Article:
From left: Gov. Mike Beebe, Chelsea Clinton, President Bill Clinton, U.S. Secretary of State Hillary Clinton and U.S. Department of Commerce for Economic Development John Fernandez cross the Presidential Park Bridge.
Bill Clinton speaks at the Presidential Park Bridge Dedication. His wife, U.S. Secretary of State Hillary Clinton, and their daughter, Chelsea, also attended the event.
Chelsea Clinton, Hillary Clinton and Bill Clinton at the start of the ceremony.
James Lee Witt, FEMA director in the Clinton administration, and Jim Guy Tucker, former Arkansas governor, wave to the event's attendees.
Bill and Hillary Clinton's daughter, Chelsea, waves to the crowd during the ceremony dedicating the bridge and the wetlands.
A crowd of Clinton's friends and former co-workers, along with other spectators and the media, watched the event outside the Clinton Presidential Library.
North Little Rock Mayor Pat Hays presents Bill Clinton with a street sign bearing the name of Clinton's late mother, Virginia Kelley Drive. The city named a street for Kelley.
"This bridge is 110 years old," said President Bill Clinton to a crowd of about 2,000 at the dedication of the Clinton Presidential Park Bridge and Bill Clark Wetlands Friday (Sept. 30) at Clinton Presidential Park, 1200 President Clinton Ave., Little Rock. "It connects our past to our present. It connects our reverence for nature to the advancement of civilzation."
Clinton, accompanied by his wife, Secretary of State Hillary Rodham Clinton, his daughter Chelsea and her husband Marc Mezvinsky, was the featured speaker -- and the main attraction -- at the bridge dedication.
Others on the stage erected next to the bridge included Little Rock mayor Mark Stodola, North Little Rock mayor Pat Hays, assistant secretary of the U.S. Department of Commerce for Economic Development John Fernandez, Gov. Mike Beebe, executive director of the Clinton Foundation Stephanie Streett, deputy director of the Clinton Foundation Lena Moore, Pulaski County Judge Buddy Villines and Little Rock Vice Mayor Dean Kumpuris.
Beebe, who lauded Arkansans' excitement about the Clintons' appearance, said, "I think it's nostalgia for a time when leadership brought people together."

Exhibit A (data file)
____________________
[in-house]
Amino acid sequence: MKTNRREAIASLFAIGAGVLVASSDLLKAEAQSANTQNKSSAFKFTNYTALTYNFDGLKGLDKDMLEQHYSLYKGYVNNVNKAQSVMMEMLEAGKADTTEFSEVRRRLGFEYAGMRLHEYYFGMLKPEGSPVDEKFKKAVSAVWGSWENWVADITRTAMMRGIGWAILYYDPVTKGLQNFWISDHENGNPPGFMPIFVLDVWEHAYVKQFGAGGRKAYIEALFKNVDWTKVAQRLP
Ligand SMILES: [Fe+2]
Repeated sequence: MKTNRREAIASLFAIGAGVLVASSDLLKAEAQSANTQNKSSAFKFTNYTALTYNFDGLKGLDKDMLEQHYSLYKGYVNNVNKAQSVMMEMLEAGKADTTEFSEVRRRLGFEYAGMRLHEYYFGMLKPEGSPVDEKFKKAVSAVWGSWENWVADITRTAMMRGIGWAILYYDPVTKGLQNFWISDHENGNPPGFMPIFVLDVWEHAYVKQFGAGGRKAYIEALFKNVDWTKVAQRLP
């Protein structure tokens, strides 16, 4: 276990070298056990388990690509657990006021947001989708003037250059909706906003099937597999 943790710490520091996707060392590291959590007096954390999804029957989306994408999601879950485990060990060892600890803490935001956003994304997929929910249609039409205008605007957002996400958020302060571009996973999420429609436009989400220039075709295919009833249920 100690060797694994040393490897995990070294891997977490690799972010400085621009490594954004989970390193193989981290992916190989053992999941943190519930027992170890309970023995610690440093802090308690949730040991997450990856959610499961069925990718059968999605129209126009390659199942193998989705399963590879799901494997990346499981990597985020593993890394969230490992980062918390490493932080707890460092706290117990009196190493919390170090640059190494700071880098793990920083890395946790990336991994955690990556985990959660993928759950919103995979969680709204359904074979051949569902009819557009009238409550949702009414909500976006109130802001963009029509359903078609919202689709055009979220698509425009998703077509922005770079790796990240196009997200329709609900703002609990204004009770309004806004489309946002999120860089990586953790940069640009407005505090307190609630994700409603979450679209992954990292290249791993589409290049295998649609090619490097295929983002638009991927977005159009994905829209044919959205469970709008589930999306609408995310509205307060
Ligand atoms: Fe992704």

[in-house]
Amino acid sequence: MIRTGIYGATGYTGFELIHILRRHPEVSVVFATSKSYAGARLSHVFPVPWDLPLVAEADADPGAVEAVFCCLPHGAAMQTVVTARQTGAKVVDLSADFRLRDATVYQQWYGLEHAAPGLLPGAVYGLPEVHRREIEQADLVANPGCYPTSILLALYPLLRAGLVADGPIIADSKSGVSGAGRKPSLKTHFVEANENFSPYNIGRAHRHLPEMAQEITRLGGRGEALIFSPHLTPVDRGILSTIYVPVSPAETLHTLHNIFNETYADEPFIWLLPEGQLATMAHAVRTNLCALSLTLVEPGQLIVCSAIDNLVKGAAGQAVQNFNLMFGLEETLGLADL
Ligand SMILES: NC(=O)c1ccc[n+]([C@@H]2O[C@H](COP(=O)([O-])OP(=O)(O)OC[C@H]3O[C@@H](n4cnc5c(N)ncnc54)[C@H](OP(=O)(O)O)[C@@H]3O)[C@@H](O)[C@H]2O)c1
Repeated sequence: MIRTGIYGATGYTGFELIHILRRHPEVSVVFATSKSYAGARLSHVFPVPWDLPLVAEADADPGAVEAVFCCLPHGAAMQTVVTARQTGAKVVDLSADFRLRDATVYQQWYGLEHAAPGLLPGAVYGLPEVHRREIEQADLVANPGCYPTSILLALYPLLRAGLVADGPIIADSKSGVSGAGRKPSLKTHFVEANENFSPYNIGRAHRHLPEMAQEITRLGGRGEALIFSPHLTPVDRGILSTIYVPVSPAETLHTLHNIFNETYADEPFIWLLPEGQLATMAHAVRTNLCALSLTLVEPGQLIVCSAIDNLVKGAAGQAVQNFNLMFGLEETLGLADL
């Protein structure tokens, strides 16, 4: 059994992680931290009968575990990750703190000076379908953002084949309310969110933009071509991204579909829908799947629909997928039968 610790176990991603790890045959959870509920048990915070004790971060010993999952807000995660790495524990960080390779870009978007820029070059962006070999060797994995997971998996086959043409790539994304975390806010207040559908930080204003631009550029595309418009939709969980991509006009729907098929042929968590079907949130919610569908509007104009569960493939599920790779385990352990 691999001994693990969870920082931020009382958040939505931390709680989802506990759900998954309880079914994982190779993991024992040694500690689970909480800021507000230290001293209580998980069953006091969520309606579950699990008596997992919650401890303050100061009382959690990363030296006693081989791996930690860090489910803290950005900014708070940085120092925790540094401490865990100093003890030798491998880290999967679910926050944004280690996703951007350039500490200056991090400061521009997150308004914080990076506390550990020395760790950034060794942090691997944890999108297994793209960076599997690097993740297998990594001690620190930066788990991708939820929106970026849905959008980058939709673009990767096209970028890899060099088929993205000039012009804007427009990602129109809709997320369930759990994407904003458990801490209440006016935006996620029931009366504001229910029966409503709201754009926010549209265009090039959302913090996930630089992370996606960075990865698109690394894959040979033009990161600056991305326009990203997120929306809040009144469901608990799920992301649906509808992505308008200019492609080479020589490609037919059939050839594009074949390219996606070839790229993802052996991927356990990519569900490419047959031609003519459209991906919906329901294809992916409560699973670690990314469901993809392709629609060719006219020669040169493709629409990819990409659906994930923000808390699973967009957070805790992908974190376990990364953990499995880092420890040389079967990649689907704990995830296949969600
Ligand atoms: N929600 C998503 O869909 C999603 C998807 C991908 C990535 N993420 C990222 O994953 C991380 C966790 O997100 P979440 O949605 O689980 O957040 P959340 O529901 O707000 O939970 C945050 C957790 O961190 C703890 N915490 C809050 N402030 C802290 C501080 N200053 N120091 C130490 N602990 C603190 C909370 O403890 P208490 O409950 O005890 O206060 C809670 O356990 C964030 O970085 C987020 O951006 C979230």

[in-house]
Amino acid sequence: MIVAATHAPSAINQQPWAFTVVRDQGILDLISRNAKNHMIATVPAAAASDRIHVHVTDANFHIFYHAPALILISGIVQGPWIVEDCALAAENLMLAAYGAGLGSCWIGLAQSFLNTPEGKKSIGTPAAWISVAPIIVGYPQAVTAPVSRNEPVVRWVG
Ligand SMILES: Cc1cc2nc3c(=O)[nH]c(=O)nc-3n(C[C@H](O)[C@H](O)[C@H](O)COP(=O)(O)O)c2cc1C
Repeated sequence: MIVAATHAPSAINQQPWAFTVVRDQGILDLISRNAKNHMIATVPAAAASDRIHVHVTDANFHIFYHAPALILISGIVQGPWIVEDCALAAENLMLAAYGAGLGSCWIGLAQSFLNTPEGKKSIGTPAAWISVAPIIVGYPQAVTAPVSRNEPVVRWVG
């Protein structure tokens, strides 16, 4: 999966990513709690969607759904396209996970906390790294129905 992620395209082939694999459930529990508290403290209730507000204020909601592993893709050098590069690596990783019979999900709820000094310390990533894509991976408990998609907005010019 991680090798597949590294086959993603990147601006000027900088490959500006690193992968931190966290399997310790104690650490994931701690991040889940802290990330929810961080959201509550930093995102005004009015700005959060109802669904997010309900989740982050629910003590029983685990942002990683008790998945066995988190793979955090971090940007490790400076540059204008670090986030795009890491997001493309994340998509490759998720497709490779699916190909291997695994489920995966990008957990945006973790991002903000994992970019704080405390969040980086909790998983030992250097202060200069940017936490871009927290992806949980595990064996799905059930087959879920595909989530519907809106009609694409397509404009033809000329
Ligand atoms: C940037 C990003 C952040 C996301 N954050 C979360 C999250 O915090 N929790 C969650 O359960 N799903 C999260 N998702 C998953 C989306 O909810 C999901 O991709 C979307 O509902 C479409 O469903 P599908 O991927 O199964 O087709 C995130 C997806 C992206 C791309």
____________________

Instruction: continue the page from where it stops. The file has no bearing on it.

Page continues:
Beebe praised the late William E. "Bill" Clark, an avid outdoorsman and general contractor of the Clinton Presidential Center for whom the Presidential Park Wetlands are named. Clark was known for calling everyone Bubba, which caused them to call him Bubba too.
"This is a day to celebrate Bubba and what was important to Bubba," Beebe said.
Stodola, speaking to Clinton, thanked him for his efforts in transforming the once-desolate area of Little Rock that now boasts the Clinton Presidential Center and the Presidential Park. "You have literally and figuratively changed the landscape of our city," he said.
"This (bridge) is the linchpin of the (Arkansas) River Trail system," said Mayor Hays, a hearty supporter of his city who amused the audience by opening his remarks with, "It's great to be in South North Little Rock once again."
He delighted in the presence of the Clintons, saying, "Doesn't it feel right that they're all back here? It's sort of like a family reunion."
The Clinton Foundation spent $10.5 million to rebuild the bridge, formerly known as the Rock Island Railroad Bridge, into a pedestrian walkway and bicycle path that allows users to cross the bridge -- the eastern link of the 15-mile Arkansas River Trail -- via a concrete walkway that rises and falls to cross the lift span in the middle.
"Bridges bring things together," Clinton said.
The William E. "Bill" Clark Presidential Park Wetlands are 13 acres along the Arkansas River adjacent to the Clinton Center. It consists of pedestrian trails, an elevated walkway and two bridges offering views of the Arkansas River, the channel stream and habitats.
The wetlands opened to the public immediately after the ceremony. The bridge was accessible until 2 p.m. Friday, accommodating a rush of bicyclists and joggers. It officially opens at 8 a.m. Sunday (Oct. 2).
Clinton events continue through the weekend in celebration of the 20th anniversary of his decision to run for president.
The Old State House Museum, 300 W. Markham St., Little Rock, will be the site of festivities beginning at 4 p.m. Saturday (Oct. 1) honoring the 20th anniversary of Clinton’s announcement to run for president.
President Clinton will preside over the activities, which include the screening of a video timeline of his presidential bid and information about the work of the Clinton Foundation. The band Chicago will perform before Clinton's appearance.
Admission is free.
Next at the Old State House Museum is Building a Community of Hope That Inspires the World: Behind the Scenes at Clinton's '91 Announcement at noon Monday (Oct. 3).
On the 20th anniversary of then-Gov. Clinton's 1991 presidential campaign announcement at the Old State House Museum, a panel made up of former White House chief of staff Mack McLarty, Clinton campaign consultant Bev Lindsey and former Arkansas state treasurer Jimmie Lou Fisher will reflect on the beginning of a historic campaign.
Admission is free. Reservations are required. Reserve your seats by emailing firstname.lastname@example.org or calling (501) 683-5239.